academic universities – schools with higher academic profiles than those in the Big 12. That improves the complexion of the school, which can lead to an increase in research funds and grants – also called money. And before you ask why money matters, let me pull out a tissue and prepare to console you when I wake you out of your utopian daydream: These schools are businesses, the kind that juggle hundreds of millions of dollars – sometimes billion – in an effort to stay afloat, academically relevant and financially secure. They’re not about to act out of emotion, and any time it seems like they do, it’s only because there is financial incentive to do so.

Why is Nebraska at the center of all this? People in Nebraska are wondering the same thing. After all, Osborne’s stance has never swayed away from taking the wait-and-see approach. In essence, every school and conference involved is watching Nebraska because they’re the wanted piece: The Big Ten wants the Huskers, and even the Pac-10 wouldn’t mind taking a run at them if some of its top options fell through.

Nebraska is a well-run money machine. The athletic department doesn’t use any tuition funds or money from the academic side to stay afloat – in fact, they end up giving money to the academic side of things. The school has a huge fan base that will generate income for whatever conference it belongs to. It’s important to remember that in a revenue-share system, it’s pointless to bring in a school that doesn’t make enough money to account for itself and then some – if Nebraska were going to come into the Big Ten and draw money away from the other schools, no one would support it. But with the Big Ten Network and the massive national fan base, Nebraska will flourish -- much more so than a school like Missouri – and all the schools will reap the benefits.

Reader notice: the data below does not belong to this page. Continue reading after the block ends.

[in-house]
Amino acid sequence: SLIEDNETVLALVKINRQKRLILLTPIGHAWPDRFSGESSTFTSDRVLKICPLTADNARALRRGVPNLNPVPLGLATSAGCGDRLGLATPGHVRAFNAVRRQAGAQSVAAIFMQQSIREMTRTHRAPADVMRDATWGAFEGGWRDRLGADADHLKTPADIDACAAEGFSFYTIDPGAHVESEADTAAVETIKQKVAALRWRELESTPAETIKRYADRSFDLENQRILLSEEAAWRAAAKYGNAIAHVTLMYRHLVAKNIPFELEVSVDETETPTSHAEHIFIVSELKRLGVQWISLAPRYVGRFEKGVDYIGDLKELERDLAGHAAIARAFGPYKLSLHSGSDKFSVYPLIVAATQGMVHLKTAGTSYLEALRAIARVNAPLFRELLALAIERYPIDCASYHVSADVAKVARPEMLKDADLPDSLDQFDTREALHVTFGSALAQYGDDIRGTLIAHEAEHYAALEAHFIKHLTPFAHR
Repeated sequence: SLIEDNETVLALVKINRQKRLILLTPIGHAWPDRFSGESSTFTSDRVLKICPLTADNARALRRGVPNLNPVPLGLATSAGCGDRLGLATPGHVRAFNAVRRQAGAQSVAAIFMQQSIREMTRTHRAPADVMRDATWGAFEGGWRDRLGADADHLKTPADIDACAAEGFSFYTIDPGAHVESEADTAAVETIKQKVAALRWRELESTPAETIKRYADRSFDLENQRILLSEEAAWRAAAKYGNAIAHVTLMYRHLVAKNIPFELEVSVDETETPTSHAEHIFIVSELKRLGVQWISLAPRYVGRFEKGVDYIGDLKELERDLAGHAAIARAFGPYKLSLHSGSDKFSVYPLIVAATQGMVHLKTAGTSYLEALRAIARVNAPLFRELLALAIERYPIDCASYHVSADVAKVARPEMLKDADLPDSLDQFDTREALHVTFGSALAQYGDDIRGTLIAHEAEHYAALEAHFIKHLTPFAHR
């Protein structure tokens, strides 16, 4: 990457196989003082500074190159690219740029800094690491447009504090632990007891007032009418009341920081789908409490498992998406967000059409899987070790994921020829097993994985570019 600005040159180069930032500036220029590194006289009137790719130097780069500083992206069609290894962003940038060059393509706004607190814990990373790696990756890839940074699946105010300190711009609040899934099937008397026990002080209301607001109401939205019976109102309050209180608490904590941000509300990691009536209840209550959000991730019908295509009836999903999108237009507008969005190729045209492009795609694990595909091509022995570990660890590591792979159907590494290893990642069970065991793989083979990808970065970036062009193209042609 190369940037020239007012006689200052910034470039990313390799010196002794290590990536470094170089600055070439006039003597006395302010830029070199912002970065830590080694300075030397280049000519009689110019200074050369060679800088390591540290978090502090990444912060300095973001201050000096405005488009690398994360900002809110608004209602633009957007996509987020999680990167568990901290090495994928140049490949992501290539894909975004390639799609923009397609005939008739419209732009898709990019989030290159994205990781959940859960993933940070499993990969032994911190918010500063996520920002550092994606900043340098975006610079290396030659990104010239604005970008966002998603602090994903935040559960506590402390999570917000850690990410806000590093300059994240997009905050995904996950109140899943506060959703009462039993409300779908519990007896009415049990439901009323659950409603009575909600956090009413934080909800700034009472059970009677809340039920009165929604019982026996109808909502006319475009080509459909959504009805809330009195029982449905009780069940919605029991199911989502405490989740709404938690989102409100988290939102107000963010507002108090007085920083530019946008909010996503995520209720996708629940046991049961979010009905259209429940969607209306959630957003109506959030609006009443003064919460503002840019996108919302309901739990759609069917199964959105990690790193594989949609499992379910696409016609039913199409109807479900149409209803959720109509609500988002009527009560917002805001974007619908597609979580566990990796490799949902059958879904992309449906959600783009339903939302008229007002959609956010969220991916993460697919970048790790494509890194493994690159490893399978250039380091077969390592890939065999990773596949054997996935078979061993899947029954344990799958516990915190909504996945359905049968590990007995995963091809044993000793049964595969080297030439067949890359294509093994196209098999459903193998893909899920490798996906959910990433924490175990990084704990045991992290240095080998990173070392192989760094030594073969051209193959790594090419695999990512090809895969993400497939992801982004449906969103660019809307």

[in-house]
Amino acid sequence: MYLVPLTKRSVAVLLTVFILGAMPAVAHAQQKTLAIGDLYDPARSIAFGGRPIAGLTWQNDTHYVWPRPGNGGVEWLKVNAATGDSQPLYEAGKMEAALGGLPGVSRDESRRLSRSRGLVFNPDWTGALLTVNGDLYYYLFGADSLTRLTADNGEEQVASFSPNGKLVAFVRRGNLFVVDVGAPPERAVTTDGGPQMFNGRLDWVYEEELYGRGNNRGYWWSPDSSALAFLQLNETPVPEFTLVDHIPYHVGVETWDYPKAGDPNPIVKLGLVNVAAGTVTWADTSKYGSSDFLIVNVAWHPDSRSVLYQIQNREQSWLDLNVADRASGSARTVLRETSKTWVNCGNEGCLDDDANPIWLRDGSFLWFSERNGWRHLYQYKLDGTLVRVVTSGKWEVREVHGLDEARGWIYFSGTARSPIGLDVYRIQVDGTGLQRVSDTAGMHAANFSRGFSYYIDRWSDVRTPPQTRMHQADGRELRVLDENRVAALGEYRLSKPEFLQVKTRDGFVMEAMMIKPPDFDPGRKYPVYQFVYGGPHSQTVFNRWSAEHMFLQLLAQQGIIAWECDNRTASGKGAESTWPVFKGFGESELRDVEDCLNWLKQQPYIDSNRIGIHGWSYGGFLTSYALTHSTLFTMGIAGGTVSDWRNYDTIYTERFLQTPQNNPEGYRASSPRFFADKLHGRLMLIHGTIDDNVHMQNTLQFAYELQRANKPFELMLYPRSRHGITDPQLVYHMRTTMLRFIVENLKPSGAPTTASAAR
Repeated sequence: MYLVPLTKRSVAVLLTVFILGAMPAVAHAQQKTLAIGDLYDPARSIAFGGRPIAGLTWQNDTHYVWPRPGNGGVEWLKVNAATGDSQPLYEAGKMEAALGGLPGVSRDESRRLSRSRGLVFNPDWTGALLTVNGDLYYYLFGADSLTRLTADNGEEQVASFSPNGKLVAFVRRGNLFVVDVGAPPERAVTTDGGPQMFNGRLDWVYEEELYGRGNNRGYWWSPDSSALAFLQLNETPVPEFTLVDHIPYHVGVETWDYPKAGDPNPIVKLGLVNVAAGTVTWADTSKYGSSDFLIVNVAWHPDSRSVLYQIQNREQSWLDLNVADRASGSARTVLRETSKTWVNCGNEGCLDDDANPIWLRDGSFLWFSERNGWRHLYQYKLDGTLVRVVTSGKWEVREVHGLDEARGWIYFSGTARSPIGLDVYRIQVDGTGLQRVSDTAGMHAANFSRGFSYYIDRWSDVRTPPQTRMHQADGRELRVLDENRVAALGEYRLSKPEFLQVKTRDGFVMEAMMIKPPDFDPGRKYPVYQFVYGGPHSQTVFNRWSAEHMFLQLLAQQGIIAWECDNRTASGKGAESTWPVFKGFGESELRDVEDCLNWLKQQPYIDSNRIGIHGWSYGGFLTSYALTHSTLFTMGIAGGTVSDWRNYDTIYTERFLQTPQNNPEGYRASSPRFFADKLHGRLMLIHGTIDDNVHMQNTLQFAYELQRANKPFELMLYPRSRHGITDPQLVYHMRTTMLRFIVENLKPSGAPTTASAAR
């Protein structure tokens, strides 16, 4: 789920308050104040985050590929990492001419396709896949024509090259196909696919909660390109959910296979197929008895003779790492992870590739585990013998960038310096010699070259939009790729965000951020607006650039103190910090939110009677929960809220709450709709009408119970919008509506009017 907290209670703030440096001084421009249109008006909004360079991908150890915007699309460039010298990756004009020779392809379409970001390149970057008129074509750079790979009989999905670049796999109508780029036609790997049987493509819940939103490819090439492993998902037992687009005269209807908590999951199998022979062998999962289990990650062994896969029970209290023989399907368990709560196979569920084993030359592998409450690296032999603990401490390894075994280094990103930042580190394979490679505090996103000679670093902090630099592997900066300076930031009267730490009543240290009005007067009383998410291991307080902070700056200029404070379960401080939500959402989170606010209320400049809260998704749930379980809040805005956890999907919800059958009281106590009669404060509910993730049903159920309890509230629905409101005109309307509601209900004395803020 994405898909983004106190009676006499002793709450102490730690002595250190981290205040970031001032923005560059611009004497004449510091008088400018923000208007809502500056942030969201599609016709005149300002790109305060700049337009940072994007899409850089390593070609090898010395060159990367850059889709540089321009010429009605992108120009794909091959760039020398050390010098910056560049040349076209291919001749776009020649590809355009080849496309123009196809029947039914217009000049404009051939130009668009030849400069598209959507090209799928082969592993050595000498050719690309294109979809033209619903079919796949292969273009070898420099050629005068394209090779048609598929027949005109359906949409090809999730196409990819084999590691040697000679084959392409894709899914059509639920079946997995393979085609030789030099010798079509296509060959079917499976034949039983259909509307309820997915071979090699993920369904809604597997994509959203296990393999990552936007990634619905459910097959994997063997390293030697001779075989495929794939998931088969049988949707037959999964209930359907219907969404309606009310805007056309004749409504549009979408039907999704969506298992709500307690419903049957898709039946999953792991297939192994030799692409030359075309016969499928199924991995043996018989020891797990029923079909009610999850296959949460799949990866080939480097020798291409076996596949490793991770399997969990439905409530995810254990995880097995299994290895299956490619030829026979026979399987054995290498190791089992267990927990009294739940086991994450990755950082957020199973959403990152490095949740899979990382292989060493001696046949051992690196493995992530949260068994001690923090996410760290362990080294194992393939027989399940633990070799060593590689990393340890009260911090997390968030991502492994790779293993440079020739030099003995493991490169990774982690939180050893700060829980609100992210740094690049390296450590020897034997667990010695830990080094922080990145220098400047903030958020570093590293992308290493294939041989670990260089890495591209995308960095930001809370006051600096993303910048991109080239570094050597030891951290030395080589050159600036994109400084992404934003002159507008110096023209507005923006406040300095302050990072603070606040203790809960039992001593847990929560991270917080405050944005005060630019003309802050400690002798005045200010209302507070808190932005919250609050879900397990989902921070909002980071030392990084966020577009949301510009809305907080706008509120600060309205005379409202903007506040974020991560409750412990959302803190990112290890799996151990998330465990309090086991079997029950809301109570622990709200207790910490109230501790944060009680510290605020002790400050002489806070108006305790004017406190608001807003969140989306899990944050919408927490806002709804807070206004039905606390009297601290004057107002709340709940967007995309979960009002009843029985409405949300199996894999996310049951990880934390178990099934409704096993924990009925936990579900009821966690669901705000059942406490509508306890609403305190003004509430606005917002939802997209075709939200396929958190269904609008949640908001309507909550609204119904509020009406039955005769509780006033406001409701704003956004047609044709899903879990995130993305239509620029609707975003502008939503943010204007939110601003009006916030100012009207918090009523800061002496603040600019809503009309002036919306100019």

Unfortunately for the Big 12, Nebraska is also a significant pillar in that conference. Losing Nebraska also means losing prestige and dollars. The Big 12 North becomes a wasteland of schools that don’t have much to offer the conference economically. And rather than risk money lost in a post-Nebraska Big 12, any school that gets the chance is likely going to jump over to a more stable conference.